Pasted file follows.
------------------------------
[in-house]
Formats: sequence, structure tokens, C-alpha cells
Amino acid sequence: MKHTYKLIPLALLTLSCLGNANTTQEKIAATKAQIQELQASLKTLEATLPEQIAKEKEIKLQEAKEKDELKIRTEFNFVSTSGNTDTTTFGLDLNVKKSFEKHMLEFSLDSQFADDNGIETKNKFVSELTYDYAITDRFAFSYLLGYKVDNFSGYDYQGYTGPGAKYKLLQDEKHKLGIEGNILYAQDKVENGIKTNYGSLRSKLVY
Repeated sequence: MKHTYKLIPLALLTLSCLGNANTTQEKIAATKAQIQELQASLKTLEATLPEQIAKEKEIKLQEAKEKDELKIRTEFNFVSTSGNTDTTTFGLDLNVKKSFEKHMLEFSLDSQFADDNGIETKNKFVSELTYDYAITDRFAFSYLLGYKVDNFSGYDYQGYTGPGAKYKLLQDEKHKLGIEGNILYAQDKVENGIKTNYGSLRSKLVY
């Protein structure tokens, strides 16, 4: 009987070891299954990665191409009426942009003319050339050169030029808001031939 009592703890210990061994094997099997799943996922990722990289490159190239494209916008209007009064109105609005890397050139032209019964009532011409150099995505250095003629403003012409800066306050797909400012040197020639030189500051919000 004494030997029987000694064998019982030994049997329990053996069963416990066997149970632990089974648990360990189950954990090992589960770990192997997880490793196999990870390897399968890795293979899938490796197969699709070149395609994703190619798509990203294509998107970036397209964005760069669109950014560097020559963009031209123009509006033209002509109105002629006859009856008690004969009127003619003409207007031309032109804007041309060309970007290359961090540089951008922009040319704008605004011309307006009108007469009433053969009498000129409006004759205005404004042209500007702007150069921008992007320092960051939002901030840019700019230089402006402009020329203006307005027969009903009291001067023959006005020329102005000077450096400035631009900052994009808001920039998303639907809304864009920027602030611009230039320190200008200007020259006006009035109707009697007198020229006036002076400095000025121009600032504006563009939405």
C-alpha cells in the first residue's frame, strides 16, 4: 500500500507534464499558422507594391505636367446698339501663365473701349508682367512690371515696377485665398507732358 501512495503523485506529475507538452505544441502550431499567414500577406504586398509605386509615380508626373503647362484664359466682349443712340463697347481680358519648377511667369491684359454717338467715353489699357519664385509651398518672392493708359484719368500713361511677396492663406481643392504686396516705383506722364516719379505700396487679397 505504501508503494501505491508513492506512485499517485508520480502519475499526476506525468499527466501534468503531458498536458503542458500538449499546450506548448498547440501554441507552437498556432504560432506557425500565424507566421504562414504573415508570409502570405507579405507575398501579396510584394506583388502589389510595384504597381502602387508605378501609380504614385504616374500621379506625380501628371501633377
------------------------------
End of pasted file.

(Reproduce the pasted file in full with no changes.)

[in-house]
Formats: sequence, structure tokens, C-alpha cells
Amino acid sequence: MKHTYKLIPLALLTLSCLGNANTTQEKIAATKAQIQELQASLKTLEATLPEQIAKEKEIKLQEAKEKDELKIRTEFNFVSTSGNTDTTTFGLDLNVKKSFEKHMLEFSLDSQFADDNGIETKNKFVSELTYDYAITDRFAFSYLLGYKVDNFSGYDYQGYTGPGAKYKLLQDEKHKLGIEGNILYAQDKVENGIKTNYGSLRSKLVY
Repeated sequence: MKHTYKLIPLALLTLSCLGNANTTQEKIAATKAQIQELQASLKTLEATLPEQIAKEKEIKLQEAKEKDELKIRTEFNFVSTSGNTDTTTFGLDLNVKKSFEKHMLEFSLDSQFADDNGIETKNKFVSELTYDYAITDRFAFSYLLGYKVDNFSGYDYQGYTGPGAKYKLLQDEKHKLGIEGNILYAQDKVENGIKTNYGSLRSKLVY
């Protein structure tokens, strides 16, 4: 009987070891299954990665191409009426942009003319050339050169030029808001031939 009592703890210990061994094997099997799943996922990722990289490159190239494209916008209007009064109105609005890397050139032209019964009532011409150099995505250095003629403003012409800066306050797909400012040197020639030189500051919000 004494030997029987000694064998019982030994049997329990053996069963416990066997149970632990089974648990360990189950954990090992589960770990192997997880490793196999990870390897399968890795293979899938490796197969699709070149395609994703190619798509990203294509998107970036397209964005760069669109950014560097020559963009031209123009509006033209002509109105002629006859009856008690004969009127003619003409207007031309032109804007041309060309970007290359961090540089951008922009040319704008605004011309307006009108007469009433053969009498000129409006004759205005404004042209500007702007150069921008992007320092960051939002901030840019700019230089402006402009020329203006307005027969009903009291001067023959006005020329102005000077450096400035631009900052994009808001920039998303639907809304864009920027602030611009230039320190200008200007020259006006009035109707009697007198020229006036002076400095000025121009600032504006563009939405």
C-alpha cells in the first residue's frame, strides 16, 4: 500500500507534464499558422507594391505636367446698339501663365473701349508682367512690371515696377485665398507732358 501512495503523485506529475507538452505544441502550431499567414500577406504586398509605386509615380508626373503647362484664359466682349443712340463697347481680358519648377511667369491684359454717338467715353489699357519664385509651398518672392493708359484719368500713361511677396492663406481643392504686396516705383506722364516719379505700396487679397 505504501508503494501505491508513492506512485499517485508520480502519475499526476506525468499527466501534468503531458498536458503542458500538449499546450506548448498547440501554441507552437498556432504560432506557425500565424507566421504562414504573415508570409502570405507579405507575398501579396510584394506583388502589389510595384504597381502602387508605378501609380504614385504616374500621379506625380501628371501633377